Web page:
This scene marks the beginning of the transition of Walter White from an underpaid, mild-mannered high school chemistry teacher and part-time car wash attendant (who incidentally manufactures methamphetamine to pay his medical bills), to a would-be drug kingpin. In the pilot episode, Walter reprimands a student for being a distraction in class. After school at his second job, Walter is humiliated when he is forced to scrub the tires of that very student’s expensive sports car, to the delight of the student and his girlfriend, who gushes about it on her cell phone. That very evening, Walter fades into the background of his own fiftieth birthday party, while his testosterone-fueled brother-in-law—DEA agent Hank Schrader—takes center stage, boasting of a large drug bust featured on the evening news, and intimating that Walter is not a “real man.”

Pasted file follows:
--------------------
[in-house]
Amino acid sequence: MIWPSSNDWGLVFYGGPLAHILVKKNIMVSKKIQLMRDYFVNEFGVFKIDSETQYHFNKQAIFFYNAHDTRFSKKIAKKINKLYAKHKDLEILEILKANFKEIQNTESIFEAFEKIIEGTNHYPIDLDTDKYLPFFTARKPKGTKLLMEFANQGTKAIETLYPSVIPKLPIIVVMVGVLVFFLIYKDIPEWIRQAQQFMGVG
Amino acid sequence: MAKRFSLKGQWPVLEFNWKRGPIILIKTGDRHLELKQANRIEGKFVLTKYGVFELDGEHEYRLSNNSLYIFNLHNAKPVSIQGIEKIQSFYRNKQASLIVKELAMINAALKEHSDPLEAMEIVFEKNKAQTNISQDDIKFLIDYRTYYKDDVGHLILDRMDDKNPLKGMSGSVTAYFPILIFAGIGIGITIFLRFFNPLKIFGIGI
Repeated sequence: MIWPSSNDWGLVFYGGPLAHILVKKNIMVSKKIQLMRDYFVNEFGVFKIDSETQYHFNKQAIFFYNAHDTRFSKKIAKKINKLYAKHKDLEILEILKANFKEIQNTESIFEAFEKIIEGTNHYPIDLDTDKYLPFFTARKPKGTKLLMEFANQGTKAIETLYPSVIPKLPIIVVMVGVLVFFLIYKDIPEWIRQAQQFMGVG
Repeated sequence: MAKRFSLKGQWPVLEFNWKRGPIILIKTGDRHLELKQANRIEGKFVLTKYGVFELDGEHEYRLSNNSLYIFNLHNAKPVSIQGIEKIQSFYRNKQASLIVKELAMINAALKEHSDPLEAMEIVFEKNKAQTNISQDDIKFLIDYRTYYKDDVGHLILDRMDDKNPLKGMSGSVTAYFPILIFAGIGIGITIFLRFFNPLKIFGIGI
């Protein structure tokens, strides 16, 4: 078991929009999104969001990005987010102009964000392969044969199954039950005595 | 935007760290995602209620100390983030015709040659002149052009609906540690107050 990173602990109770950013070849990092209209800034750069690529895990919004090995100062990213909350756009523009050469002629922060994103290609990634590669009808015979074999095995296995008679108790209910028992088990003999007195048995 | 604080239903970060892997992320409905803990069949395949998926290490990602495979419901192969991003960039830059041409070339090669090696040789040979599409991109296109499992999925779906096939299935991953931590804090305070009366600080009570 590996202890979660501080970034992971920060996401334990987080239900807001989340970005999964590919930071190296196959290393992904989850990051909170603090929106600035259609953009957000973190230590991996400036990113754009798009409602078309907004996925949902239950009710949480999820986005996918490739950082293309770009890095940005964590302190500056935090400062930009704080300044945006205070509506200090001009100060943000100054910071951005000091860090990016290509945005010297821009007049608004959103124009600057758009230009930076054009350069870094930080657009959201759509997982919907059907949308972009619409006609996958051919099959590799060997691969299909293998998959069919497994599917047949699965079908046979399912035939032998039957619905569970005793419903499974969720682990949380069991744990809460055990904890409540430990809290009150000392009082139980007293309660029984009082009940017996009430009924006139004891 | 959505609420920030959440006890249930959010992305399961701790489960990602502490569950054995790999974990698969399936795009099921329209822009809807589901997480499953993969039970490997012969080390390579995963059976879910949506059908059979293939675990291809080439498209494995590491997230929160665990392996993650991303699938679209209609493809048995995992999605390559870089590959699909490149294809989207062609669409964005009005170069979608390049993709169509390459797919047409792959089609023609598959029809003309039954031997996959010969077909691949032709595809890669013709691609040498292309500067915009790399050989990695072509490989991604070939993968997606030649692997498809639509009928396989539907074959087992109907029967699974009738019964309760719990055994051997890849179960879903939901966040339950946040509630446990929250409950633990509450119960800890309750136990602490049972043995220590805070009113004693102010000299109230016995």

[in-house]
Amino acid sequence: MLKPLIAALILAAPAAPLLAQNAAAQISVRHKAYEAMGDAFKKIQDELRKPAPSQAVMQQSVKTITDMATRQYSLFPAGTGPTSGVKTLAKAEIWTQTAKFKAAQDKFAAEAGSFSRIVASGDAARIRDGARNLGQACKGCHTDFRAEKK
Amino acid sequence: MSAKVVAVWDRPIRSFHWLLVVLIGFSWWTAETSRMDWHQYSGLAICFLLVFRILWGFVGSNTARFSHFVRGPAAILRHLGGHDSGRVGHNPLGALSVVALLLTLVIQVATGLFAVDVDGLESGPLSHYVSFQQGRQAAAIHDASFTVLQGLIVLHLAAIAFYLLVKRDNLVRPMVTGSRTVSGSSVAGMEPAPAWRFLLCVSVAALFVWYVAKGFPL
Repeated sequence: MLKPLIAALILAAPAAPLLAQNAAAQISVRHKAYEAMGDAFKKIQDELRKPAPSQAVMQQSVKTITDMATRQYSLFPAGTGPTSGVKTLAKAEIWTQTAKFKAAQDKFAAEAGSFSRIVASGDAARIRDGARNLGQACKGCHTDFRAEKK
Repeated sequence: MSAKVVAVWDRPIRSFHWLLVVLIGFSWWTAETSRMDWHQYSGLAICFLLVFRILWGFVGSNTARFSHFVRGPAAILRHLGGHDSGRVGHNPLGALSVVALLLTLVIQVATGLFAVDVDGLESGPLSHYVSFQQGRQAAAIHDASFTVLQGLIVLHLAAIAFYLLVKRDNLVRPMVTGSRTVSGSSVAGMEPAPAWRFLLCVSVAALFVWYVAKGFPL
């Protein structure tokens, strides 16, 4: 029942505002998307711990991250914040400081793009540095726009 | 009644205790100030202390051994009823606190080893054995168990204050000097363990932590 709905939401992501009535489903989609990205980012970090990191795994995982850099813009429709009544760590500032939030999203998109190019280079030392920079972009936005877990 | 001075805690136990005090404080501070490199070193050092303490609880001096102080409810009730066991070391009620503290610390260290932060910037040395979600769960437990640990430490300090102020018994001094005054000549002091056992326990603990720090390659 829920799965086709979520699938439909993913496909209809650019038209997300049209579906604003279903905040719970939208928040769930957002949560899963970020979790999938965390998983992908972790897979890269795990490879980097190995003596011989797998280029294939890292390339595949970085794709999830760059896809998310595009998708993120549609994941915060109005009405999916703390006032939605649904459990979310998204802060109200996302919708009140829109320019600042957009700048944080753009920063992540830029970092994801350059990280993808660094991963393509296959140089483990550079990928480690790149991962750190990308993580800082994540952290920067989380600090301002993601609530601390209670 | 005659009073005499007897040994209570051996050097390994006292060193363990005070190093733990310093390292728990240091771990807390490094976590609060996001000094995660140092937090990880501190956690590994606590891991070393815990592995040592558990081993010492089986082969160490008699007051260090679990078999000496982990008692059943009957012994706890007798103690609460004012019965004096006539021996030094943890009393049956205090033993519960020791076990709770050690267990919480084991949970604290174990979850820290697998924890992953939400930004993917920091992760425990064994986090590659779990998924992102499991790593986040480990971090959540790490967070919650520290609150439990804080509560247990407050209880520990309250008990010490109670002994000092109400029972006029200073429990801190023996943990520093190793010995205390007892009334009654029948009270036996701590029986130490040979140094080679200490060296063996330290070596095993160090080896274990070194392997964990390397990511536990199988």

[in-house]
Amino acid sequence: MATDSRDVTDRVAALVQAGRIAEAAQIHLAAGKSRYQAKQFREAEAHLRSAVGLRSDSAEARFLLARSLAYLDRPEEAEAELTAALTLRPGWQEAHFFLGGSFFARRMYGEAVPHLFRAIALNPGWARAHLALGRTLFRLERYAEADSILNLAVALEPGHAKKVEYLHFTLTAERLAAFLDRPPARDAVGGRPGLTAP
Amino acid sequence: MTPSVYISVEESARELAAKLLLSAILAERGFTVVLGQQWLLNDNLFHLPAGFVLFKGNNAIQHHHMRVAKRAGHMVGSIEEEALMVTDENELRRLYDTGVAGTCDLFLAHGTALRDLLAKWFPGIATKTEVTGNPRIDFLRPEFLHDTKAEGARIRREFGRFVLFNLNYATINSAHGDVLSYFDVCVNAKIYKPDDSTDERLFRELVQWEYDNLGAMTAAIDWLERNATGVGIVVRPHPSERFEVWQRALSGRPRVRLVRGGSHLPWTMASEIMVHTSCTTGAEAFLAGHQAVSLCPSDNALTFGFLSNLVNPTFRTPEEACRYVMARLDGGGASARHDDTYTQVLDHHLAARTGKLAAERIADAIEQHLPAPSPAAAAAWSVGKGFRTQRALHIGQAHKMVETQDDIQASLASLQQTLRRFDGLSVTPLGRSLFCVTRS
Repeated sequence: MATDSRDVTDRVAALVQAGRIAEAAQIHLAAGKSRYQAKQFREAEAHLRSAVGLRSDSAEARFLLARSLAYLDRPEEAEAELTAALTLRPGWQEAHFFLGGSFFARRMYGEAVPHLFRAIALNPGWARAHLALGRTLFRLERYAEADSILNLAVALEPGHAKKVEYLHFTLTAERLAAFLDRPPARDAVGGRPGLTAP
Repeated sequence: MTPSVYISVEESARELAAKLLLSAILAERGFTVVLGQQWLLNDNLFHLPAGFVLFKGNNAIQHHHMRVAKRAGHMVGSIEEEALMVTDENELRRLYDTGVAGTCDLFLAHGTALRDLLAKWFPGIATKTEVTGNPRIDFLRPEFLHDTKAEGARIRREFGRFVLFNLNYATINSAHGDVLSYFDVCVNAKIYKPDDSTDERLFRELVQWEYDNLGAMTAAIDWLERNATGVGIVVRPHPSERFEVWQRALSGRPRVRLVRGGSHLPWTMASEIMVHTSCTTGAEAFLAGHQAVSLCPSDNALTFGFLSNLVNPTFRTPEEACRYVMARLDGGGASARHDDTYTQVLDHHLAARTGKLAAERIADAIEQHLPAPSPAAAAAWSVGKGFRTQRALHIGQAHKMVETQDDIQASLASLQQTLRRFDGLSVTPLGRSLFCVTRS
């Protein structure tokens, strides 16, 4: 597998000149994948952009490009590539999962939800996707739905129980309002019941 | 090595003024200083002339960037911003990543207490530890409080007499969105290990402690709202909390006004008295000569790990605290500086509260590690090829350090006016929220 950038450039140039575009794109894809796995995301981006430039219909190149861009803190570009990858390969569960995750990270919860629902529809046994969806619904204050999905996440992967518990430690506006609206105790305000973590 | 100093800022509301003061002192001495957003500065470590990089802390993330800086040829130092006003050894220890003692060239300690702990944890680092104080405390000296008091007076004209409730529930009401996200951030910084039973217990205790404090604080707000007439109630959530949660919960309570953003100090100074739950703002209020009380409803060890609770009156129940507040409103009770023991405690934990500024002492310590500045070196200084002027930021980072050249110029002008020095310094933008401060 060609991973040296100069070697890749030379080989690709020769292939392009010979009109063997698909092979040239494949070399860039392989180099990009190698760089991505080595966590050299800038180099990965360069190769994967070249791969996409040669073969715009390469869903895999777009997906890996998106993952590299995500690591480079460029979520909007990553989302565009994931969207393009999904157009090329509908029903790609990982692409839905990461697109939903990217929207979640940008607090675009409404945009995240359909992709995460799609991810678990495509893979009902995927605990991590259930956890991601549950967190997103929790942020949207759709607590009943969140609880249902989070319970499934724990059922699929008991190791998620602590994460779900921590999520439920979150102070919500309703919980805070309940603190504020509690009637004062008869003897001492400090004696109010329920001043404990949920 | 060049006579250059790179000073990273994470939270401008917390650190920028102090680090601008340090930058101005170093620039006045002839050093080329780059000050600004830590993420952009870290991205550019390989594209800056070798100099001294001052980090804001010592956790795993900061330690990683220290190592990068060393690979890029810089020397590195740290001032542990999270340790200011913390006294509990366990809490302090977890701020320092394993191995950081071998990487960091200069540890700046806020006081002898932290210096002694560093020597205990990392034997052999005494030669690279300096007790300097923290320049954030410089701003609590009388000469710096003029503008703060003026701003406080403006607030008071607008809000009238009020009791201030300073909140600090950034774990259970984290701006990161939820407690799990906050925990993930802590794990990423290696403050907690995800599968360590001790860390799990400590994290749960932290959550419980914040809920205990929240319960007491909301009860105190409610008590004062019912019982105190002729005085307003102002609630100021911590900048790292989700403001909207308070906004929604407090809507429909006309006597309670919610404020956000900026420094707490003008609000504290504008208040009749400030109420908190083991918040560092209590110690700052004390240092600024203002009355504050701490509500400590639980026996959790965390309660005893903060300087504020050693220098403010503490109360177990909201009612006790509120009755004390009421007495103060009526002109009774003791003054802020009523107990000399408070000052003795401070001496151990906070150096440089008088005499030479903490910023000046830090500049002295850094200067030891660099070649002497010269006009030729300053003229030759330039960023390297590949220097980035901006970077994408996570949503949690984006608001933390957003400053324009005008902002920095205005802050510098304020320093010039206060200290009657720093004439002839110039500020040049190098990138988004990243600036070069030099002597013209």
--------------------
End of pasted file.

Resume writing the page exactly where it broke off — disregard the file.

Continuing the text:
But here in Tuco’s headquarters, in the midst of the very villains whose crimes Schrader is supposedly thwarting, Walter is transformed into a new persona. As he walks triumphantly through the debris of Tuco’s destroyed headquarters, Walter initiates a policy of self-deception that “escalates . . . into an enveloping condition,” to return to Burrell and Hauerwas’s language.[10] But, at least at this point in the story, calling himself Heisenberg is not itself the act of self-deception. He knows he is not the new Tuco and, at least at this point, has no aspiration to be. Walter is not lying to himself that he is Heisenberg. He knows he is not. Neither is he lying to himself that he is just Walter White, an underpaid chemistry teacher. Nor, finally, is he lying to himself that he can maintain the two identities. On the contrary, as the story unfolds, we learn that Walter believes that he can maintain the two identities; and this is the root of his self-deception.